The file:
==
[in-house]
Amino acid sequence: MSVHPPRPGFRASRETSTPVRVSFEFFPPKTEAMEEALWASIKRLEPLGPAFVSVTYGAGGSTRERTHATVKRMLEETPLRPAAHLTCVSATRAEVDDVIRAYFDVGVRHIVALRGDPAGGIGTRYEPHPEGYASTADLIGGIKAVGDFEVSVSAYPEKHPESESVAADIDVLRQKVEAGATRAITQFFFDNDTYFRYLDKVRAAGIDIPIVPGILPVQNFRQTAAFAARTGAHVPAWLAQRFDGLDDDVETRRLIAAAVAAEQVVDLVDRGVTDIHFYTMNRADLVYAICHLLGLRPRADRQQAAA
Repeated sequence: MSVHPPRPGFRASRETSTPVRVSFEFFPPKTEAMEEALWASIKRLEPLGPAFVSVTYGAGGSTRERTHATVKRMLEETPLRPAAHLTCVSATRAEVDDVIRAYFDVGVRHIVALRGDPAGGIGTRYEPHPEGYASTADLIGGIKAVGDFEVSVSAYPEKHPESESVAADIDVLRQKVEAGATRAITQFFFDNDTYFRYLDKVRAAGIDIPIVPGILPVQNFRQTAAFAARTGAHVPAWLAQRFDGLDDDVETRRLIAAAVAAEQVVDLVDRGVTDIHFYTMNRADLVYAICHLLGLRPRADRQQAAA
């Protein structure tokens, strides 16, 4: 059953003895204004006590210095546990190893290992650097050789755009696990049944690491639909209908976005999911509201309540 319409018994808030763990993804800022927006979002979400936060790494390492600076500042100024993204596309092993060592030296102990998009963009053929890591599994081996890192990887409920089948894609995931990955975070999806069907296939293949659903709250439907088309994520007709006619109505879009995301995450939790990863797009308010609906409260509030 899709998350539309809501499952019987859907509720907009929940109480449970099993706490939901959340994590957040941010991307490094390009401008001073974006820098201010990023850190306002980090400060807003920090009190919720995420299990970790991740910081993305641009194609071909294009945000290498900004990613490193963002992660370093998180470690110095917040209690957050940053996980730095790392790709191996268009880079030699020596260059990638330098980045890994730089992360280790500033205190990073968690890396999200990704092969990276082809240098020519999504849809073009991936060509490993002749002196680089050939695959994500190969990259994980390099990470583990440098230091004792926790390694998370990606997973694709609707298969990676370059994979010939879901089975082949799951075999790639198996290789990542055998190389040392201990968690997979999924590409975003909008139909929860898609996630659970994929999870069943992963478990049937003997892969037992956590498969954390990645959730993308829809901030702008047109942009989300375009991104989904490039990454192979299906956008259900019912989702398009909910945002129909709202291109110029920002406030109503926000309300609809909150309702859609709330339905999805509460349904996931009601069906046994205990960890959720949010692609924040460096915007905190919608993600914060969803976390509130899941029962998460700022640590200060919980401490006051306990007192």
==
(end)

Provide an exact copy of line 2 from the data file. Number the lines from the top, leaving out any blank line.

Amino acid sequence: MSVHPPRPGFRASRETSTPVRVSFEFFPPKTEAMEEALWASIKRLEPLGPAFVSVTYGAGGSTRERTHATVKRMLEETPLRPAAHLTCVSATRAEVDDVIRAYFDVGVRHIVALRGDPAGGIGTRYEPHPEGYASTADLIGGIKAVGDFEVSVSAYPEKHPESESVAADIDVLRQKVEAGATRAITQFFFDNDTYFRYLDKVRAAGIDIPIVPGILPVQNFRQTAAFAARTGAHVPAWLAQRFDGLDDDVETRRLIAAAVAAEQVVDLVDRGVTDIHFYTMNRADLVYAICHLLGLRPRADRQQAAA